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In the morning the chamber was empty. But upon a high rock men saw the boy standing. The sheaf was in his arms.

As the risen sun shone down, he began to sing in a strange tongue, and they were filled with awe. For they had not yet heard singing, nor seen such beauty. And they had no king among them, for their kings had perished, and they were lordless and unguided.

Therefore they took the boy to be king, and they called him Sheaf; and so is his name remembered in song. For his true name was hidden and is forgotten. Yet he taught men many new words, and their speech was enriched.

Song and verse-craft he taught them, and rune-craft, and tillage and husbandry, and the making of many things; and in his time the dark forests receded and there was plenty, and corn grew in the land; and the carven houses of men were filled with gold and storied webs.

The glory of King Sheaf sprang far and wide in the isles of the North. His children were many and fair, and it is sung that of them are come the kings of men of the North Danes and the West Danes, the South Angles and the East Gothfolk. And in the time of the Sheaf-lords there was peace in the isles, and ships went unarmed from land to land bearing treasure and rich merchandise. And a man might cast a golden ring upon the highway and it would remain until he took it up again.

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Those days songs have called the golden years, while the great mill of Sheaf was guarded still in the island sanctuary of the North; and from the mill came golden grain, and there was no want in all the realms.

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But it came to pass after long years that Sheaf summoned his friends and counsellors, and he told them that he would depart. For the shadow of old age was fallen upon him (out of the East) and he would return whence he came. Then there was great mourning.

But Sheaf laid him upon his golden bed, and became as one in deep slumber; and his lords obeying his commands while he yet ruled and had command of speech set him in a ship.

He lay beside the mast, which was tall, and the sails were golden. Treasures of gold and of gems and fine raiment and costly stuffs were laid beside him. His golden banner flew above his head. In this manner he was arrayed more richly than when he came among them; and they thrust him forth to sea, and the sea took him, and the ship bore him unsteered far away into the uttermost West out of the sight or thought of men. Nor do any know who received him in what haven at the end of his journey.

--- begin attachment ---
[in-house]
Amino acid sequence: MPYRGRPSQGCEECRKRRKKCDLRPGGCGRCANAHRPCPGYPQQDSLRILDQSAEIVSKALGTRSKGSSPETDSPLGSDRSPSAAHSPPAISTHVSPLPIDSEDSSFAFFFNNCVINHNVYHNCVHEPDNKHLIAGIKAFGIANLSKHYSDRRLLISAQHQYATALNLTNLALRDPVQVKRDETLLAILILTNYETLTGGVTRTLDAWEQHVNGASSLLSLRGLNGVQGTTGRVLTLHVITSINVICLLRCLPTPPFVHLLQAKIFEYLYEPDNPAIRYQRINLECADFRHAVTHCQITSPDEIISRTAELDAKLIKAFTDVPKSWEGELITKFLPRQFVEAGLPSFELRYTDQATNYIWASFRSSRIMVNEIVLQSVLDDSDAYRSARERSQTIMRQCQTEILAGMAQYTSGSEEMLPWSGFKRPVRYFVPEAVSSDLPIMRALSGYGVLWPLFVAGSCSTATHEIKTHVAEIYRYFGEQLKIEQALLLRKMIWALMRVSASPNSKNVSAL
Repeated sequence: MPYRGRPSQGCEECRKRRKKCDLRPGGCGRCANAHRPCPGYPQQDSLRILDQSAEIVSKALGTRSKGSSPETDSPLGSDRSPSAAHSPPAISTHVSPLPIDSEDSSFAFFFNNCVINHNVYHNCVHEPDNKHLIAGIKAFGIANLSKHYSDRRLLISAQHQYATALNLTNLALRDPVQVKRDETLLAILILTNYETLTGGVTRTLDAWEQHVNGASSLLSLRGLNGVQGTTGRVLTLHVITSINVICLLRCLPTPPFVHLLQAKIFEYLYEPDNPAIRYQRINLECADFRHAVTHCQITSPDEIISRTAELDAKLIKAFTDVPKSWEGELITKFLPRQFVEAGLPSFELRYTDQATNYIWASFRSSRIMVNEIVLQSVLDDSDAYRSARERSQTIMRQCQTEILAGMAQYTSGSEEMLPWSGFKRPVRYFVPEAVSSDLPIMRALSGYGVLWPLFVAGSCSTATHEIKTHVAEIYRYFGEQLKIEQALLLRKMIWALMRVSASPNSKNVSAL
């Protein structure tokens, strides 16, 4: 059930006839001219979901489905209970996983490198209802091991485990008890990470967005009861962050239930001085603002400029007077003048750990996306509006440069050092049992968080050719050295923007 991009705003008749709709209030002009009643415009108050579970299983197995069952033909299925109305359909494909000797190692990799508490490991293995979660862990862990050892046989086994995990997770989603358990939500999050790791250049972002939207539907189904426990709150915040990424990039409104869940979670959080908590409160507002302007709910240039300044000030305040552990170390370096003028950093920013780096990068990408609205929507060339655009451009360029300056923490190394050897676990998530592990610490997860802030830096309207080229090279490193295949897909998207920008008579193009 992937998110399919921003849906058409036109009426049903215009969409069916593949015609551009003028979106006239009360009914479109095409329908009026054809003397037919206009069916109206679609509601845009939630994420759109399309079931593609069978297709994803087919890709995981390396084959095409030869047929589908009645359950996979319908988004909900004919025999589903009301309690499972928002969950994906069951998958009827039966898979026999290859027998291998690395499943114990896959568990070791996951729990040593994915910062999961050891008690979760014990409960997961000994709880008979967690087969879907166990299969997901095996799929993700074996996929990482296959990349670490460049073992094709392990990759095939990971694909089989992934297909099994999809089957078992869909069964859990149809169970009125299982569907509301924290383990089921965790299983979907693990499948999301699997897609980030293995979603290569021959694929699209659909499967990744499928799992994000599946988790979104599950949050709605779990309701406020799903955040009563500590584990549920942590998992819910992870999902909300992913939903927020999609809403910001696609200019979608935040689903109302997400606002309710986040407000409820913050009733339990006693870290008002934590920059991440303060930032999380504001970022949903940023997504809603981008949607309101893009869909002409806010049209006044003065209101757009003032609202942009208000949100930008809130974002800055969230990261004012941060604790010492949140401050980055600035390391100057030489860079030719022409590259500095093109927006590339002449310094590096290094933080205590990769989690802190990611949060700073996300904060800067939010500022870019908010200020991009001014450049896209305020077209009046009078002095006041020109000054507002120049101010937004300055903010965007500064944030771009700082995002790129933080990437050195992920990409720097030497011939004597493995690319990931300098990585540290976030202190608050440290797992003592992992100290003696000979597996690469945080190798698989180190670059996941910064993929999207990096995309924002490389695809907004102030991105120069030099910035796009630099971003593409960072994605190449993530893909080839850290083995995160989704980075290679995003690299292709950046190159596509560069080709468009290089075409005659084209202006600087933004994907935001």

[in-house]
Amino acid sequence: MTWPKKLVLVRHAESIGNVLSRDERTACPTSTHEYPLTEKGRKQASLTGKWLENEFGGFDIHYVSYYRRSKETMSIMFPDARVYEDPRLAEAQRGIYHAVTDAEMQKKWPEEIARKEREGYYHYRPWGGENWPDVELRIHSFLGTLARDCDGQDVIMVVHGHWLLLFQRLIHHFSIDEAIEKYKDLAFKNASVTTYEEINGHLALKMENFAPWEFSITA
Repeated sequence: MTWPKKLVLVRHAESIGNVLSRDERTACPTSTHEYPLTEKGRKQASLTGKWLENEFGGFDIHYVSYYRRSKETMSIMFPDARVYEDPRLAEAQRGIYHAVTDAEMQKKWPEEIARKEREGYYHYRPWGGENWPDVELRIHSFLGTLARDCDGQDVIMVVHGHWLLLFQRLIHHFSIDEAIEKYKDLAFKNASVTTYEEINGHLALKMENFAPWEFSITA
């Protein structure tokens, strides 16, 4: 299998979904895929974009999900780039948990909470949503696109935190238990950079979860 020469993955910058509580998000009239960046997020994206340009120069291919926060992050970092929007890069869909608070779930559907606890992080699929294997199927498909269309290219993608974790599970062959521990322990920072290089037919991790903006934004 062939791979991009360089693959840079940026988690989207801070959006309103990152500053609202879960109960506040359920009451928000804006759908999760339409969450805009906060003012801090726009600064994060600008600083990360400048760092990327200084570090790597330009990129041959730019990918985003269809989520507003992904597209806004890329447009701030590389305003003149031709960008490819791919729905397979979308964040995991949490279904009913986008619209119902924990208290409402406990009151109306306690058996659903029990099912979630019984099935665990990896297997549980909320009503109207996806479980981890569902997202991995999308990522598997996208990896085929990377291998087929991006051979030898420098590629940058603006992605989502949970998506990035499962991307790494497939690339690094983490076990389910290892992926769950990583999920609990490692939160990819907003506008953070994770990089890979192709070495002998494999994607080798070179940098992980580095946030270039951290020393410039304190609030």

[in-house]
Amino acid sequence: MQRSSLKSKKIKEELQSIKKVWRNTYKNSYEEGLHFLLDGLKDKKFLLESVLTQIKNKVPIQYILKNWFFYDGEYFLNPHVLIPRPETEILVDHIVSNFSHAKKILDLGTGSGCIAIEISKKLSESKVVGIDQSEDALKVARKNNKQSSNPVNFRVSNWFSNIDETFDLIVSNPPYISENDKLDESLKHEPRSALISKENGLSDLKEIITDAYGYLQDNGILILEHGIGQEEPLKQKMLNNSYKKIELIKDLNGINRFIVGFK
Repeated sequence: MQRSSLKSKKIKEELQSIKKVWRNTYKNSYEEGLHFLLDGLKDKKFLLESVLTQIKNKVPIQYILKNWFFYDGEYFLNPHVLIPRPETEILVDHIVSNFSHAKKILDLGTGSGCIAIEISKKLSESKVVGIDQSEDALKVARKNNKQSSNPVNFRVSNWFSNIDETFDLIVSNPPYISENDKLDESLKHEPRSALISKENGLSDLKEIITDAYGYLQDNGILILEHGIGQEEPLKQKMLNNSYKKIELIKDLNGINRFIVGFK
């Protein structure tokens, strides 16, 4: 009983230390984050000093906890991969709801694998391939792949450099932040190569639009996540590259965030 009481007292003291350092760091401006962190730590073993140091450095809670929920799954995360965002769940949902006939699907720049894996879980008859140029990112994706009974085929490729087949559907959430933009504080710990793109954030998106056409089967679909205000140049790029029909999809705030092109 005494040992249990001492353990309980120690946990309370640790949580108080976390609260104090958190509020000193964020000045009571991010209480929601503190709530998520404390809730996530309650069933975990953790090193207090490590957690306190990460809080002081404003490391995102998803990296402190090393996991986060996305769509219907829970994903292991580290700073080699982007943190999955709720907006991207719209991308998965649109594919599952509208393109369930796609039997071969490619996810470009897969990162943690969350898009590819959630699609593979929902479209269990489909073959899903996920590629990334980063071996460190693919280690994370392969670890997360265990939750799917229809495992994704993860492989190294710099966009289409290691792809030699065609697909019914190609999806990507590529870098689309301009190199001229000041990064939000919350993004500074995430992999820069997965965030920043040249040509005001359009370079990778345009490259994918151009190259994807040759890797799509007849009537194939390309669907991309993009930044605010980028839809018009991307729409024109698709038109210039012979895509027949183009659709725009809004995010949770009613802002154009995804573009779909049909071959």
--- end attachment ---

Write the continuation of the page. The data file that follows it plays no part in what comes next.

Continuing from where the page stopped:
Some have said that that ship found the Straight Road. But none of the children of Sheaf went that way, and many in the beginning lived to a great age, but coming under the shadow of the East they were laid in great tombs of stone or in mounds like green hills; and most of these were by the western sea, high and broad upon the shoulders of the land, whence men can descry them that steer their ships amid the shadows of the sea.

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The legend of King Sheave featured in Tolkien's unfinished novel The Lost Road of 1936 and its revised version The Notion Club Papers of 1944-6. Clearly it fascinated Tolkien, and seemed significant.

On the one hand this purported to be history, and Sheaf was listed as an ancestor of the real-life Kings - and therefore a direct ancestor of the current Queen of England!

On the other hand the legend is clearly mythic, and indeed magical.

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What are the striking features?

1. "they had no king among them, for their kings had perished, and they were lordless and unguided."

A strange situation - a lordless people, unguided? Usually somebody takes over, siezes power, when the king's line dies-out. This sounds much like a metaphor for the human condition.

2. "He was fair of face and limb, dark-haired, white-skinned, but clad in gold."  "he began to sing in a strange tongue, and they were filled with awe. For they had not yet heard singing, nor seen such beauty." 

A marvelous boy is washed ashore, and this unguided people are smitten by his beauty and the beauty of his singing. They recognize him as a gift for their good, destined or intended to be their leader, and make him such.

3. "he began to sing in a strange tongue".

Sheaf is not of their people, he is from else where, another culture.